Controversy and intrigue have surrounded Pankh since the beginning – not only does it star the sexiest woman in Bollywood (recently awarded by Maxim India) in the smoldering role of a seductress but the gender-bending theme of the film has stirred up massive interest in the film. Written and directed by Sudipto Chattopadhyaya, Maradona Rebello plays Jerry, a man who is suffering from a mental breakdown due to the fact that he was a child film star – a female child film star. Bipasha is the sultry figment of his fantasies who torments him. The film follows Jerry’s attempts to begin a film career as a man. Although trailers of the film have been circulating for months, Pankh will finally be hitting the screens of a cinema near you!
Raju Singh, who composed the music for Pankh, had a hit earlier this year with “Soniyo” from Razz: The Mystery Continues. “Soniyo” was a beautiful, if conventional, ballad that showcased the velvety voice of Sonu Nigam. The songs from Pankh are just as beautiful but anything but conventional. The soundtrack has two vocal numbers and an instrumental theme.
Like any smart music director, Raju Singh understands that even an art house film needs at least one song with the potential to become a hit on its own, much as ‘Phook De’, picturized on Bipasha Basu, was for No Smoking. For Pankh that song is Ji Jala. Sung by Sunidhi Chauhan, ‘Ji Jala’ is a seductive ballad that is appropriately going to be picturized on Bipasha Basu. Unlike the loud and raucous songs that Sunidhi is usually called upon to sing, ‘Ji Jala’ utilizes the slightly raspy tone of her voice in the lower registers to give a bit of a dangerous edge to the melody – transcends it to a wistful release when she soars higher in the wordless vocal runs of the bridge. ‘Ji Jala’ is a beautiful song that deserves wide distribution.
The second vocal track on the soundtrack is an English language song called Mamma. Combining an acoustic guitar with touches of traditional English choral music, ‘Mamma’ reminds me of the neo-folk perfected by bands like the now defunct Gorky’s Zygotic Mynci from Wales. The pure tone of the guitar combined with the background choral lends an eerie gothic quality to the track and makes the cries for redemption from ‘Mamma’ seem almost religious in nature.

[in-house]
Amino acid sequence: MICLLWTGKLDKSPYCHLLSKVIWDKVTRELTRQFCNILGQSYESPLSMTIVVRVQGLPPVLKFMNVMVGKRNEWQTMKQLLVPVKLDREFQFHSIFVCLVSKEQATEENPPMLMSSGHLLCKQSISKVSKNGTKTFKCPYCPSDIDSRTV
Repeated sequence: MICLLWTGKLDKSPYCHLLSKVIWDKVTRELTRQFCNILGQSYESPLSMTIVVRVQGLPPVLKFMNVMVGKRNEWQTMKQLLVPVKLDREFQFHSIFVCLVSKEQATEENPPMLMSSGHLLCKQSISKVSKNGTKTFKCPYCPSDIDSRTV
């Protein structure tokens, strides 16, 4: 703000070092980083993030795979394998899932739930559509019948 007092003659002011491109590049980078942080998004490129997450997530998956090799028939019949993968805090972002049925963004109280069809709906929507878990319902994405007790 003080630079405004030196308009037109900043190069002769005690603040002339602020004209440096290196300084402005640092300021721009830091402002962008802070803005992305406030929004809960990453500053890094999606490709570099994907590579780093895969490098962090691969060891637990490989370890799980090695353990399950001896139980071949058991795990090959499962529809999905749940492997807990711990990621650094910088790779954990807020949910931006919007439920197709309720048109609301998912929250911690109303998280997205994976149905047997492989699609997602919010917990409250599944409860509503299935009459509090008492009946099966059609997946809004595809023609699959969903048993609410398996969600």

Lastly, we have the theme from Pankh, which is an exercise in grandiose instrumentation. If you enjoy elaborate progressive rock (Yes, Rush, etc.) then this is the song for you! Not having seen this picturized, I can only guess at what the theme will be lending itself to but the soaring choral track and the Brit-rock guitar solo already put me in the mood for an epic climax of some sort. It begins fairly slow but just wait for when the huge drum kit sound kicks in – if you are like me, you will have a strong desire to punch your fist in the air.
All in all, I wish there were more songs to review since I think Raju Singh has done a phenomenal job with these three – giving us one seductive hit, one acoustic ballad, and a rocking theme. My score would have been higher if there had been more tracks.